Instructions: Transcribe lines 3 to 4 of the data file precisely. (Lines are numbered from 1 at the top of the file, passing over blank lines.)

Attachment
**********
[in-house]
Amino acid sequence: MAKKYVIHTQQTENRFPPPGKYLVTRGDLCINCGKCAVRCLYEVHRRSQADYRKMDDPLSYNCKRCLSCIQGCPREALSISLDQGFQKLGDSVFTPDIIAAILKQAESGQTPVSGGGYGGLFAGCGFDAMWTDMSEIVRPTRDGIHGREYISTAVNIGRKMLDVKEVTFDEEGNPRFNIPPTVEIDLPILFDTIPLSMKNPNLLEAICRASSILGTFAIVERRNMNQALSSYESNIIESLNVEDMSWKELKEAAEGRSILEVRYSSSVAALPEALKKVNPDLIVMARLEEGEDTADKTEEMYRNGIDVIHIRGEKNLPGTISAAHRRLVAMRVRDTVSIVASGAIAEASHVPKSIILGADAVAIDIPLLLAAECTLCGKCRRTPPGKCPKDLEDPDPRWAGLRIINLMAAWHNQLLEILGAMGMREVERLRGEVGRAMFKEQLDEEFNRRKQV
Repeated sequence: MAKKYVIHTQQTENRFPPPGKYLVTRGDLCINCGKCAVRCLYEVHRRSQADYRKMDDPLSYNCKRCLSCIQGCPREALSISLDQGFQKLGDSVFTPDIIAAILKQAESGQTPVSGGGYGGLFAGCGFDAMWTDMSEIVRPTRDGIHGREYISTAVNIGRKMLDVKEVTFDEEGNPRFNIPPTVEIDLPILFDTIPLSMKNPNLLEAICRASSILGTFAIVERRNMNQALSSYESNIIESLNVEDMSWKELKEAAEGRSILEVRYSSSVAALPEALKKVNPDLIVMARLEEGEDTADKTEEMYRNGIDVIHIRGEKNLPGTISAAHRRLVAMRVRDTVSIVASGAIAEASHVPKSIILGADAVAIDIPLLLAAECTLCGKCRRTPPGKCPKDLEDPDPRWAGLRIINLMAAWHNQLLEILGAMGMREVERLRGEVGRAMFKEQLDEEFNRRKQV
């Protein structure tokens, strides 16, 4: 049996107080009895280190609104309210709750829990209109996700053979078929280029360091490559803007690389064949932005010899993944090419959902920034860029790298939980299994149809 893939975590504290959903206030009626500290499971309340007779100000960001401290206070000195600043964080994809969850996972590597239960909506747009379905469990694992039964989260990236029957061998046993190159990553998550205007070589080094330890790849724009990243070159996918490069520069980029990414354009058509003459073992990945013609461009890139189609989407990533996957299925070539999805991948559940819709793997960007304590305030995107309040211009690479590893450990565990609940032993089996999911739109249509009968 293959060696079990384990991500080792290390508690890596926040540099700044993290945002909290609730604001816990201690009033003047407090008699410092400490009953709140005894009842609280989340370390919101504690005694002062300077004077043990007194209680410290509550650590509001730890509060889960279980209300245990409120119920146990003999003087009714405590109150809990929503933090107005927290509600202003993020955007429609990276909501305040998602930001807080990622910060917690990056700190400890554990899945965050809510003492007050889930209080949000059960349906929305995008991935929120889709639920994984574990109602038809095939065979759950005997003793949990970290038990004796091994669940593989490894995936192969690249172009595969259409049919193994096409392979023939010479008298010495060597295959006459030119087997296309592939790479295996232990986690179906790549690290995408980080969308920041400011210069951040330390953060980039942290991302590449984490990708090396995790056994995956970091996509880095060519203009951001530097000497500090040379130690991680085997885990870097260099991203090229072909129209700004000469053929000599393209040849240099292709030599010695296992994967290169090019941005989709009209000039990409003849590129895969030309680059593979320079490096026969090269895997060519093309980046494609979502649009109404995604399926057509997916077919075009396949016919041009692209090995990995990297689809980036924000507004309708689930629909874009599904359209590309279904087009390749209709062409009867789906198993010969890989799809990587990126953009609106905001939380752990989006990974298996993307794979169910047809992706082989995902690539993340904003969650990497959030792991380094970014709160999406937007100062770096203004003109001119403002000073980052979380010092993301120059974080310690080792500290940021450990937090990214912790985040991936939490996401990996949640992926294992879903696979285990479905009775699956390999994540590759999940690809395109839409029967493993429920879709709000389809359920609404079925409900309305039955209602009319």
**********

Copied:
Repeated sequence: MAKKYVIHTQQTENRFPPPGKYLVTRGDLCINCGKCAVRCLYEVHRRSQADYRKMDDPLSYNCKRCLSCIQGCPREALSISLDQGFQKLGDSVFTPDIIAAILKQAESGQTPVSGGGYGGLFAGCGFDAMWTDMSEIVRPTRDGIHGREYISTAVNIGRKMLDVKEVTFDEEGNPRFNIPPTVEIDLPILFDTIPLSMKNPNLLEAICRASSILGTFAIVERRNMNQALSSYESNIIESLNVEDMSWKELKEAAEGRSILEVRYSSSVAALPEALKKVNPDLIVMARLEEGEDTADKTEEMYRNGIDVIHIRGEKNLPGTISAAHRRLVAMRVRDTVSIVASGAIAEASHVPKSIILGADAVAIDIPLLLAAECTLCGKCRRTPPGKCPKDLEDPDPRWAGLRIINLMAAWHNQLLEILGAMGMREVERLRGEVGRAMFKEQLDEEFNRRKQV
């Protein structure tokens, strides 16, 4: 049996107080009895280190609104309210709750829990209109996700053979078929280029360091490559803007690389064949932005010899993944090419959902920034860029790298939980299994149809 893939975590504290959903206030009626500290499971309340007779100000960001401290206070000195600043964080994809969850996972590597239960909506747009379905469990694992039964989260990236029957061998046993190159990553998550205007070589080094330890790849724009990243070159996918490069520069980029990414354009058509003459073992990945013609461009890139189609989407990533996957299925070539999805991948559940819709793997960007304590305030995107309040211009690479590893450990565990609940032993089996999911739109249509009968 293959060696079990384990991500080792290390508690890596926040540099700044993290945002909290609730604001816990201690009033003047407090008699410092400490009953709140005894009842609280989340370390919101504690005694002062300077004077043990007194209680410290509550650590509001730890509060889960279980209300245990409120119920146990003999003087009714405590109150809990929503933090107005927290509600202003993020955007429609990276909501305040998602930001807080990622910060917690990056700190400890554990899945965050809510003492007050889930209080949000059960349906929305995008991935929120889709639920994984574990109602038809095939065979759950005997003793949990970290038990004796091994669940593989490894995936192969690249172009595969259409049919193994096409392979023939010479008298010495060597295959006459030119087997296309592939790479295996232990986690179906790549690290995408980080969308920041400011210069951040330390953060980039942290991302590449984490990708090396995790056994995956970091996509880095060519203009951001530097000497500090040379130690991680085997885990870097260099991203090229072909129209700004000469053929000599393209040849240099292709030599010695296992994967290169090019941005989709009209000039990409003849590129895969030309680059593979320079490096026969090269895997060519093309980046494609979502649009109404995604399926057509997916077919075009396949016919041009692209090995990995990297689809980036924000507004309708689930629909874009599904359209590309279904087009390749209709062409009867789906198993010969890989799809990587990126953009609106905001939380752990989006990974298996993307794979169910047809992706082989995902690539993340904003969650990497959030792991380094970014709160999406937007100062770096203004003109001119403002000073980052979380010092993301120059974080310690080792500290940021450990937090990214912790985040991936939490996401990996949640992926294992879903696979285990479905009775699956390999994540590759999940690809395109839409029967493993429920879709709000389809359920609404079925409900309305039955209602009319």